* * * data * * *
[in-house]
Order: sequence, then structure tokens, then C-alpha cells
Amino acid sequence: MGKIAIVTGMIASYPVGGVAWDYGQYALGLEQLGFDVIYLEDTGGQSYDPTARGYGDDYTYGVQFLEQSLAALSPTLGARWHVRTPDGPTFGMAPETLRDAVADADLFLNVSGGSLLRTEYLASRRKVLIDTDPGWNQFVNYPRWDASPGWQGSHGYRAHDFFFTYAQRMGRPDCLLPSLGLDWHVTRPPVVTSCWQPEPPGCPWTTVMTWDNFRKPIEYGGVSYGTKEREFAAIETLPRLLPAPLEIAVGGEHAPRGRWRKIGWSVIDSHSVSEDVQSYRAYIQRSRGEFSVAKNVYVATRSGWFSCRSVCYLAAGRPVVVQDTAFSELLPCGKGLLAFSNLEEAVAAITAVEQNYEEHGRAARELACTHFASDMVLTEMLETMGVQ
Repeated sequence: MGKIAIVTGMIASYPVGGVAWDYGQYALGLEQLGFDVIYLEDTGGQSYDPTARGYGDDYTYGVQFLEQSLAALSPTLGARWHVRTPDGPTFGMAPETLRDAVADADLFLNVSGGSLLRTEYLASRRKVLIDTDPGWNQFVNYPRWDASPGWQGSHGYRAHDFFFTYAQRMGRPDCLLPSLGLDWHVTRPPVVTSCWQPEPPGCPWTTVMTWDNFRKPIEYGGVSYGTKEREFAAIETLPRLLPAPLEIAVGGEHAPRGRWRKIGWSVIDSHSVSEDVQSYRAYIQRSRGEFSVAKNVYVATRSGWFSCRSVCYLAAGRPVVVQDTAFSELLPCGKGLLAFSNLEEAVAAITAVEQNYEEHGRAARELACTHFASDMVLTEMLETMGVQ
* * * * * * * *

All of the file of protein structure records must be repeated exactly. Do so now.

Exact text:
[in-house]
Order: sequence, then structure tokens, then C-alpha cells
Amino acid sequence: MGKIAIVTGMIASYPVGGVAWDYGQYALGLEQLGFDVIYLEDTGGQSYDPTARGYGDDYTYGVQFLEQSLAALSPTLGARWHVRTPDGPTFGMAPETLRDAVADADLFLNVSGGSLLRTEYLASRRKVLIDTDPGWNQFVNYPRWDASPGWQGSHGYRAHDFFFTYAQRMGRPDCLLPSLGLDWHVTRPPVVTSCWQPEPPGCPWTTVMTWDNFRKPIEYGGVSYGTKEREFAAIETLPRLLPAPLEIAVGGEHAPRGRWRKIGWSVIDSHSVSEDVQSYRAYIQRSRGEFSVAKNVYVATRSGWFSCRSVCYLAAGRPVVVQDTAFSELLPCGKGLLAFSNLEEAVAAITAVEQNYEEHGRAARELACTHFASDMVLTEMLETMGVQ
Repeated sequence: MGKIAIVTGMIASYPVGGVAWDYGQYALGLEQLGFDVIYLEDTGGQSYDPTARGYGDDYTYGVQFLEQSLAALSPTLGARWHVRTPDGPTFGMAPETLRDAVADADLFLNVSGGSLLRTEYLASRRKVLIDTDPGWNQFVNYPRWDASPGWQGSHGYRAHDFFFTYAQRMGRPDCLLPSLGLDWHVTRPPVVTSCWQPEPPGCPWTTVMTWDNFRKPIEYGGVSYGTKEREFAAIETLPRLLPAPLEIAVGGEHAPRGRWRKIGWSVIDSHSVSEDVQSYRAYIQRSRGEFSVAKNVYVATRSGWFSCRSVCYLAAGRPVVVQDTAFSELLPCGKGLLAFSNLEEAVAAITAVEQNYEEHGRAARELACTHFASDMVLTEMLETMGVQ